Published on May 20th, 2011 | by Dan5
Selecting the Right Keyboard and Mouse For You
Selecting a mouse and keyboard when first starting out can seem unnecessary. They all do the same thing right? You type on one, point and click on the other. It won’t make a difference if I use a 10 dollar Microsoft mouse with a 10 dollar IBM keyboard.
Then I actually got a gaming grade mouse and keyboard. There is a huge difference in speed and precision. In some games, like quake live, precision aiming is THE thing that separates good from bad.
So with this in mind, how do you know which one is right for you? There are thousands of choices of mice and keyboards. First we will talk about mice, because for a gamer, in my opinion, this makes the bigger difference. There are a ton of mice out there with a ton of gimmicks aimed at gamers. Don’t always fall for them. Some are useful, some are useless.
Qualities to look for in Mice:
High DPI – This will determine the speed and sensitivity of the mouse when it tracks across the mouse pad. Higher DPI will mean more “steps” the mouse takes to move across the screen.. I used to play at super high sensitivity, but since i got a 5600 DPI mouse, I’ve had to turn it down, it’s just too fast otherwise. I am definitely more accurate, with no skips or jumps in the tracking. Some people like to switch DPIs on the fly (depending on sniping or not as well as other factors), so this is another feature to look for. For example, when making videos, I turn the DPI down for a more accurate approach when moving clips and transitions.
Wired or wireless – Wired is the only choice for the PC gamer. Batteries can determine your fate now and then, and so can random interference with the signal. Preferably get a mouse with some sort of sleeve on the cable to prevent twisting and kinking of the cable.
Buttons/Mouse Wheel – There are usually your standard 5 buttons on a PC gaming mouse, but some come with like 57. I personally don’t feel the need for something with a ton. I prefer a simple left/right/middle with 2 thumb buttons and maybe a DPI toggle. If you play a lot of RPGs or MMOs you might want something with a side pad with more buttons. Mouse wheels are pretty standard, but if you can get your hands on the mouse before hand, see how freely the wheel turns, some mice even have a toggle for a free spin or resistance.
Weight/Feel – Some people like a heavy mouse for the feel of something in their hand. Mice sometimes come with weights so you can make it as heavy or as light as you need. This is all personal preference. If you can get in a store and hands on with a mouse, feel is truly the most important factor. If a mouse is too big or too small for your hand or awkward in any way, then it won’t be good, no matter how advanced it is.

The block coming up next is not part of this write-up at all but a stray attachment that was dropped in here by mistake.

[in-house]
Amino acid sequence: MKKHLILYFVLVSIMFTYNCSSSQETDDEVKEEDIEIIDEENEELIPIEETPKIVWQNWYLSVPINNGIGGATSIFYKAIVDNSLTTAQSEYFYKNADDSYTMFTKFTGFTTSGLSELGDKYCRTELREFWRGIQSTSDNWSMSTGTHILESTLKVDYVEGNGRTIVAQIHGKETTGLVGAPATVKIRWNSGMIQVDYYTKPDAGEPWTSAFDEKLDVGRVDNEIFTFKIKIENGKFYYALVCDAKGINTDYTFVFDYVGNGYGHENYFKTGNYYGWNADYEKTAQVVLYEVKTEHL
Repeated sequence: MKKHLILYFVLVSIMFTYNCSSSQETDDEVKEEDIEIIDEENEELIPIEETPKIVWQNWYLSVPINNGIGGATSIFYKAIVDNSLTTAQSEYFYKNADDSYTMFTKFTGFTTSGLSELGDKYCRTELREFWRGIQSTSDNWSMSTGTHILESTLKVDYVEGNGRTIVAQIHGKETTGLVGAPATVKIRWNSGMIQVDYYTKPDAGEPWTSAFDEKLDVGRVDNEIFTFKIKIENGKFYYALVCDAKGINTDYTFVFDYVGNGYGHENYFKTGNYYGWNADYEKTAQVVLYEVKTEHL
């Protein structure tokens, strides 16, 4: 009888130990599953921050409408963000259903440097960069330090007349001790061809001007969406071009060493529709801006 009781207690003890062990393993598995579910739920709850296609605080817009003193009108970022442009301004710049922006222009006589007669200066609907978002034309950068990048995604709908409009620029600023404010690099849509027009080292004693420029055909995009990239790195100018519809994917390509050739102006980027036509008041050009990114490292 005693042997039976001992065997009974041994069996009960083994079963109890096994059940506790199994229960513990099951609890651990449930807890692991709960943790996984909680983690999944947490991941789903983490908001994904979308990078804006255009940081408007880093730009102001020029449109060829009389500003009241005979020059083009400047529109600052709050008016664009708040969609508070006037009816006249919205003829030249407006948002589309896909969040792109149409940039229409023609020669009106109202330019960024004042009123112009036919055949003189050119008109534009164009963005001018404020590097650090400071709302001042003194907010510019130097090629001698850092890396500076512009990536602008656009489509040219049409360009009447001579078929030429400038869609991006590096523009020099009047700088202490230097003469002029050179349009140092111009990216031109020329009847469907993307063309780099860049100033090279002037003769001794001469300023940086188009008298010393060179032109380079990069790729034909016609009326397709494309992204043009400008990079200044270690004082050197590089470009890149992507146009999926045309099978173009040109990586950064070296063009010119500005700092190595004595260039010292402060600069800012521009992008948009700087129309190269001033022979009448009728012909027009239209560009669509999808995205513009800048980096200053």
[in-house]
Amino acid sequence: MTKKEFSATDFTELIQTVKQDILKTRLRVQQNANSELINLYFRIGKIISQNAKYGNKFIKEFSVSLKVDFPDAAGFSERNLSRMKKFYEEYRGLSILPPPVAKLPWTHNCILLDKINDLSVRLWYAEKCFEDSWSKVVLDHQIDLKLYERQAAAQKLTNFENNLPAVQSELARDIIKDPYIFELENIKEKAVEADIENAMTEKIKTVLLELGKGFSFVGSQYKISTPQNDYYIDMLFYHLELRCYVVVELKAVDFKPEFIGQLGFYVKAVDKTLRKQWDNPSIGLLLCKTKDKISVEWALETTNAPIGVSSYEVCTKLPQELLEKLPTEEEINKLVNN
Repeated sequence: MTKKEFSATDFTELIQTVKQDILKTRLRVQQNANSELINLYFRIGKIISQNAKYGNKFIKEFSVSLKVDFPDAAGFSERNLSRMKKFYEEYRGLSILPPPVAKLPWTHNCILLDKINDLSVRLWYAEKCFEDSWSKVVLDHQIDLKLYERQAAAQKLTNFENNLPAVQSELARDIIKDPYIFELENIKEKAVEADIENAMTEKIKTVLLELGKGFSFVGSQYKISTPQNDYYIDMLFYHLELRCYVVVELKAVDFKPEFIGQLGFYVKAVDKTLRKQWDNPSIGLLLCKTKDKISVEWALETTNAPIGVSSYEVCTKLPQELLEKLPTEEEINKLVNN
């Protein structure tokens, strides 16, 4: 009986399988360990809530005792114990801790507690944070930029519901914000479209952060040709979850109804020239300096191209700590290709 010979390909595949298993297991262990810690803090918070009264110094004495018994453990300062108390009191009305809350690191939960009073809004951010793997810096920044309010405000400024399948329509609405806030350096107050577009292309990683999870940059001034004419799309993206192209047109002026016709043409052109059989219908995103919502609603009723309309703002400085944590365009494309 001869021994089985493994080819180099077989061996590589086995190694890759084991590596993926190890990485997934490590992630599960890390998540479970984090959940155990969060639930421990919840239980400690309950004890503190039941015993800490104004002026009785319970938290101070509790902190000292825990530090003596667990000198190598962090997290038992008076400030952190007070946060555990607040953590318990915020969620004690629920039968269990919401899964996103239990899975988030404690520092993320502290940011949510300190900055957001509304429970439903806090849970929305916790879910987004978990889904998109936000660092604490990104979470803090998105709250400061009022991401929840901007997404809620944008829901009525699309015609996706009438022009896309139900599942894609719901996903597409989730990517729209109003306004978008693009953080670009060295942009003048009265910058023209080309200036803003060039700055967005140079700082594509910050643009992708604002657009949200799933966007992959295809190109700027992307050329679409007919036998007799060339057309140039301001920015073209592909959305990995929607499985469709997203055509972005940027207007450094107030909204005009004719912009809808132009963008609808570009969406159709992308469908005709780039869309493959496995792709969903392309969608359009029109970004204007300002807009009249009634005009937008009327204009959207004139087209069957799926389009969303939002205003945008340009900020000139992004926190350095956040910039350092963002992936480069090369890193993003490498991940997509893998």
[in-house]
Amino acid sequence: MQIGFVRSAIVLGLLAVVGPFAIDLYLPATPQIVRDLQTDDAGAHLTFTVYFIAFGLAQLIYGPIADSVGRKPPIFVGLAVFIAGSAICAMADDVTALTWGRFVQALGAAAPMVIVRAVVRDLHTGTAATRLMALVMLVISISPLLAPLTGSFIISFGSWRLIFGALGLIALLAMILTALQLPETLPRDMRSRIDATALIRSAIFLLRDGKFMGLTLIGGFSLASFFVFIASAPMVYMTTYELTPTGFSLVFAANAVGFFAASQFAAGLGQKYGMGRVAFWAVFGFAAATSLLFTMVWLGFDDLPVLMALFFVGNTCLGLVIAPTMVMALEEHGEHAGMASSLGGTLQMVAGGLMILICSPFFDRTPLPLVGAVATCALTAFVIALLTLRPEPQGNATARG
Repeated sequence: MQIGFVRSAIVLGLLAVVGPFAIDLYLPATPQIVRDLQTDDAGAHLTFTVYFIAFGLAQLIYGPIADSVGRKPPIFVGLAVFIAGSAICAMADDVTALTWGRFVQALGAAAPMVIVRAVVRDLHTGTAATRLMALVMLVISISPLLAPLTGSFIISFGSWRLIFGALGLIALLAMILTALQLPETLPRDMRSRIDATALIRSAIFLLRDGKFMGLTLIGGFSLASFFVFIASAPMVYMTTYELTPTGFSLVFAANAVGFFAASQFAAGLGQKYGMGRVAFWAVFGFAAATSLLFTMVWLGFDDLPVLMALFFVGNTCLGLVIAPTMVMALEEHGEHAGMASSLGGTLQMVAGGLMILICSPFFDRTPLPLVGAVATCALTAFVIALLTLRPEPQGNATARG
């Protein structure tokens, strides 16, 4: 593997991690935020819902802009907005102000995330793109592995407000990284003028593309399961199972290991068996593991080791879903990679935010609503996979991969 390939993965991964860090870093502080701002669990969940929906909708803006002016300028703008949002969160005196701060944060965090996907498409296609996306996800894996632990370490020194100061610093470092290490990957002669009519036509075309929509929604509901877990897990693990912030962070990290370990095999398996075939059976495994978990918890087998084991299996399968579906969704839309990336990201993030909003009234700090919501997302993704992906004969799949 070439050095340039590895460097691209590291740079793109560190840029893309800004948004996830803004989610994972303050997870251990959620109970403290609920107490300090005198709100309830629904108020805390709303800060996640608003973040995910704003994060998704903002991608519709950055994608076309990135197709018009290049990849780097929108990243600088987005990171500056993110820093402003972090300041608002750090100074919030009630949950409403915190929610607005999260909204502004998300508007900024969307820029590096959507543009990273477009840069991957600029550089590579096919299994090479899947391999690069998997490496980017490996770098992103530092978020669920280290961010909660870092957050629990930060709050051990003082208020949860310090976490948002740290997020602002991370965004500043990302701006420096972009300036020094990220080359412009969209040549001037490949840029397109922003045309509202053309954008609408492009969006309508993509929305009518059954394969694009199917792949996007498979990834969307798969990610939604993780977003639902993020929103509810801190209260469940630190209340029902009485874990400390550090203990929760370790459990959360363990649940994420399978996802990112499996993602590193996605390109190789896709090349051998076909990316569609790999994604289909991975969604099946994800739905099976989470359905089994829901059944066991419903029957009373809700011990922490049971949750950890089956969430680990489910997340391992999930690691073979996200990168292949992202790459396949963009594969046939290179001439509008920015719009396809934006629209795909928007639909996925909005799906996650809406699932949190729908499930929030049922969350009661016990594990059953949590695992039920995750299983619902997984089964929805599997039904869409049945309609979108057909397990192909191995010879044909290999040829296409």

Others are more expensive than these, the Mamba is quite nice from Razer (expensive), but in my opinion, the two above offer everything you need. It all depends on the feel for you. The Logitech is extremely light and more rounded. The Razer is a bit longer and flatter. As I mentioned, there are also RPG specific mouse with keypads on them you can map, such as the Razer Naga.
Qualities to look for in keyboards:
To screen or not to screen – I believe that having a screen on my keyboard is a luxury. However, I can’t imagine not having one now. I have a Logitech G15 (older model of it, which are better in my opinion). The ability to see my CPU usage or who is talking on vent when I’m in game, or adjusting my music on the fly is great. These also can have information for specific games you are playing, such as leader boards in fps games. This is not a make or break feature for most people.
Keys and response – Key feel (there’s that factor again) is of great importance. Some people like the hard plastic feel, others want a grippy, rubber key. The way the keys respond is very important. There are two types of keyboards, membrane, which is most keyboards now, and mechanical keys. Mechanical keys are old school, but some people prefer the accuracy of the way they feel when you press them and the sound they make assures you the key was hit. Membrane has less feel, and therefore some people may not like that. Membrane is easier to press though.
Macro and programmable keys – These are very useful if you take them time to use them. If you don’t care about these, you are missing half the point of having a gaming keyboard. Keyboards often have profiles that give you set macros you can program to the buttons for certain games. You can also make custom macros. I use this a ton in World of Warcraft for tasks I don’t want mapped on regular keys, such as mounting land or air mounts, opening bags, etc. I use it in Black Ops for switching teams if I need to, faster than going in the screen each time.
Ports – Ports can be a nice thing to have. Some keyboards come with a set of headphone/mic ports, as well as extra USB ports. You can never have enough USB ports.
Wired or Wireless – Wired, of course! Once again, try to find one with a tough cord and tough keys so it lasts long.